Ask anyone who works in EMS, and they can tell you a hundred stories of people who abuse the EMS system. I have seen my share, and the stories have infinite variety:

The thermostat:
It was 2 o’clock in the morning when we went to this woman’s house for a complaint of “difficulty breathing.” When we got there, the “patient” didn’t want to go to the hospital, she just wanted help. Having just moved into her house, she didn’t know how to program her electronic thermostat and wanted us to show her how. It wsa 82 degrees in her house, nowhere near being a medical emergency.

People fake seizures, unconsciousness, chest pains, you name it, in the belief that they will not be arrested if they go to the hospital. The sad fact is that they are sometimes right. The officer sometimes doesn’t want to sit around the hospital for several hours, waiting for his prisoner to be discharged for minor misdemeanors. Felony arrests? Forget it, you are going to jail as soon as the hospital is done with you.

A variation of this was one morning’s call:
A man was required to be in court at 8 o’clock in the morning for a child support hearing. He walked from his home towards the courthouse 10 miles away. (Why he didn’t take the bus is a mystery.) He made it about 3 miles, and then called 911 with reported shortness of breath and chest pain at about 10 after 7. When we arrived, he wanted to go to the hospital that, coincidentally, was two blocks from the courthouse. When we arrived and asked him what was going on, his first words were, “I am trying to get to court because my wife…”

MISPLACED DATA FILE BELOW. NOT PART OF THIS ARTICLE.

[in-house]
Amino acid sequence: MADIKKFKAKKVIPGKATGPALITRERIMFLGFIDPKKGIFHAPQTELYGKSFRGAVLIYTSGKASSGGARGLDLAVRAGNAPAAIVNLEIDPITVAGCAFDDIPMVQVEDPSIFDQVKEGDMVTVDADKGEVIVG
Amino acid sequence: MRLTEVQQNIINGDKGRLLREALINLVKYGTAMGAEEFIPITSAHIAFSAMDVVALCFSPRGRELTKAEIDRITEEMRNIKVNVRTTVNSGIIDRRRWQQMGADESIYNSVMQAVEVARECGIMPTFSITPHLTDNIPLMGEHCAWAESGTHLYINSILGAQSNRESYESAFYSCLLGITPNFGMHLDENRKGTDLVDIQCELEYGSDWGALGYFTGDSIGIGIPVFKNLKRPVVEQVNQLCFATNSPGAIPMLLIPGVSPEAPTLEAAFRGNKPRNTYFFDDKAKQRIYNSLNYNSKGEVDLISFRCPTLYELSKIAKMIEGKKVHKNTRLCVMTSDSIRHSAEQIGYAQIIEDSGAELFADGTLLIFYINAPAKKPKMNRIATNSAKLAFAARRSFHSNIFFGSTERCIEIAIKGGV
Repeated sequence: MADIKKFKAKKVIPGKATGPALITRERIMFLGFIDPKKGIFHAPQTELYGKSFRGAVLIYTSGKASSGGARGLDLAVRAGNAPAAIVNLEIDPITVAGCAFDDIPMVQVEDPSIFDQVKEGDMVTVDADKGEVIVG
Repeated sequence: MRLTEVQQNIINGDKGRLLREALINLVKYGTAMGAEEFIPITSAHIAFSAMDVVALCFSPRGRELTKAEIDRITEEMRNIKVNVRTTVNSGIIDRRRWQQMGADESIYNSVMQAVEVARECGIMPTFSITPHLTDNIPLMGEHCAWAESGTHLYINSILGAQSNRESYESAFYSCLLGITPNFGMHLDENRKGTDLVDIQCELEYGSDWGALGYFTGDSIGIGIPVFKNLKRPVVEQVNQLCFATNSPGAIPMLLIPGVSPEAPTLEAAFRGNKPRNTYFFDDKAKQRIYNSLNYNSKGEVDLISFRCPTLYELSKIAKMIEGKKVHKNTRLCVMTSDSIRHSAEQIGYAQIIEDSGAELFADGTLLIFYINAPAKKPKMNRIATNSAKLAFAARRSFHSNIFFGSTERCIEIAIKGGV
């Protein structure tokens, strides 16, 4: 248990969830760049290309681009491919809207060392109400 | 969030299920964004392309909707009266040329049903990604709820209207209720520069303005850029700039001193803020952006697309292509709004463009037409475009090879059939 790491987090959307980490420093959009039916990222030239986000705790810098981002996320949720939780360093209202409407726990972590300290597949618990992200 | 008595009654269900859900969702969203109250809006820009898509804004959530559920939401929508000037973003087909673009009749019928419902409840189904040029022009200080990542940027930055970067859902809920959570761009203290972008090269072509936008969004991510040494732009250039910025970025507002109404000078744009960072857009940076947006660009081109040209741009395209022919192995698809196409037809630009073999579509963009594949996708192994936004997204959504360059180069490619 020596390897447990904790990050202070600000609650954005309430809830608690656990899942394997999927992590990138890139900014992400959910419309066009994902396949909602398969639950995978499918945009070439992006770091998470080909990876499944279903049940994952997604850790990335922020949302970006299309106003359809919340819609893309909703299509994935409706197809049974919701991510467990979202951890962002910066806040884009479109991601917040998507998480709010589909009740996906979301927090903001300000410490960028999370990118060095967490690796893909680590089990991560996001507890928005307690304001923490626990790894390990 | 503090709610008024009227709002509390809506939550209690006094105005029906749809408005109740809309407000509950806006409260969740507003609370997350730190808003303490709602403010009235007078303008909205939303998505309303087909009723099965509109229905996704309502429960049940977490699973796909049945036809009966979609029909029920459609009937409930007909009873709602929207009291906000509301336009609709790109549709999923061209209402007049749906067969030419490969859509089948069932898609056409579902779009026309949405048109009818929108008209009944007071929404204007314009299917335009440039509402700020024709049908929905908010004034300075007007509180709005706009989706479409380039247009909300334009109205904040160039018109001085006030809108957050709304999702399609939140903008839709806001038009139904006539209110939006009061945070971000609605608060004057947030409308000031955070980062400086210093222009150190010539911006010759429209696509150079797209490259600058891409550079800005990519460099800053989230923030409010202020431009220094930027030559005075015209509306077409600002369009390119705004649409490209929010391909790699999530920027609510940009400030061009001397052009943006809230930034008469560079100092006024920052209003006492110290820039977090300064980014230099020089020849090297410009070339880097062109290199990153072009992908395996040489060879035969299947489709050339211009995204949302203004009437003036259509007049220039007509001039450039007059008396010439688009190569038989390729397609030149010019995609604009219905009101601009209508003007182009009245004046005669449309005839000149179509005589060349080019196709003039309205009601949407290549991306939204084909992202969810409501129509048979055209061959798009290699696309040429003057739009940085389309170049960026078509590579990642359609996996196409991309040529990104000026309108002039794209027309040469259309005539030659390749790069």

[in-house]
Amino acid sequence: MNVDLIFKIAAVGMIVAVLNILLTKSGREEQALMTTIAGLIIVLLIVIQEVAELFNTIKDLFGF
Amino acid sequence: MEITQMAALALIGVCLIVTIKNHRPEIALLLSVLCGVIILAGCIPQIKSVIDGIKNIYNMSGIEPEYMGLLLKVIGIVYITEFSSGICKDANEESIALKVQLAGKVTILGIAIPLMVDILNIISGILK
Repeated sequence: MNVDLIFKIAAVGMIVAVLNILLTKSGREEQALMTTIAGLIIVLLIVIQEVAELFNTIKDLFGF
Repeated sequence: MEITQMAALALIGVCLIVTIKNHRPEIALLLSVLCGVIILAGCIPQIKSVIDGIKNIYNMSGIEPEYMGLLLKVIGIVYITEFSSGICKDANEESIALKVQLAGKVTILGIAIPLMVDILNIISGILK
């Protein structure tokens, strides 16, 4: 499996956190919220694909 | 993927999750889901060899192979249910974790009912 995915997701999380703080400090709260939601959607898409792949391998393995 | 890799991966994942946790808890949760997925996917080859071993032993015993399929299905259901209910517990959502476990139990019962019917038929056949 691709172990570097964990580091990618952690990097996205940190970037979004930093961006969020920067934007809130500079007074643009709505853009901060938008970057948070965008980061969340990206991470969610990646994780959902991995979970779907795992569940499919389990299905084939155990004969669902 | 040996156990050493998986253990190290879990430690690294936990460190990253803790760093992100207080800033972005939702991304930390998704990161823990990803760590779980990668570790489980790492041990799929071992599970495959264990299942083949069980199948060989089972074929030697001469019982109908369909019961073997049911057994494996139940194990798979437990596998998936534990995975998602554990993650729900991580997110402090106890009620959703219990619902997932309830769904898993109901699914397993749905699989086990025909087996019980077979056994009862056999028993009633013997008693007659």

We all knew that this was a fake call intended to get him to the hospital closest to the courthouse, so that he could walk out and be in court faster. Since there is no penalty for failure to pay for the ambulance ride OR the ER bill, this is the equivalent of a free taxi. We decided that the best thing for this patient was to go to a different hospital. Why? Well, if he really was having chest pain, the patient would be less likely to walk out of that one, opting instead to use the ER bill to show the court why he had a medical reason for missing court. IF he wasn’t really having chest pains, then he didn’t need to go anyhow. Besides, to reach the hospital he wanted, we would have had to pass another, closer one, and there was no medical reason to pass a perfectly good hospital to go to the other one.

Lest anyone think that we were being mean or lazy, he still got a complete workup. His vitals were: SaO2 98% on room air, 100% on 2 lpm of O2. HR 82, RR24, BP 142/94. Monitor showed SR, and 12 lead showed nothing important. He was hot and sweaty, but that is unsurprising considering that he was about 60 pounds overweight, and it was 82 degrees with 80% humidity. He still got 325 mg of aspirin, NTG spray x2, and transport to the closest hospital (rather than the one he wanted)

People abuse the system every day. This is why universal, “free” health care will never work.

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1 Comment

TOTWTYTR · September 30, 2010 at 7:22 pm

When you give someone something for free, they rarely appreciate it and will often abuse the crap out of it. Housing, food, health care, even training, it's all the same.

In this case you were doing the correct thing for the patient from a medical standpoint. Far be it for us to decide if someone is faking, right? This guy gave a Hx that suggested some sort of cardiac event, so you treated him thusly.

Too bad for him that the correct treatment just happens to preclude taking him to the hospital that is near the court.

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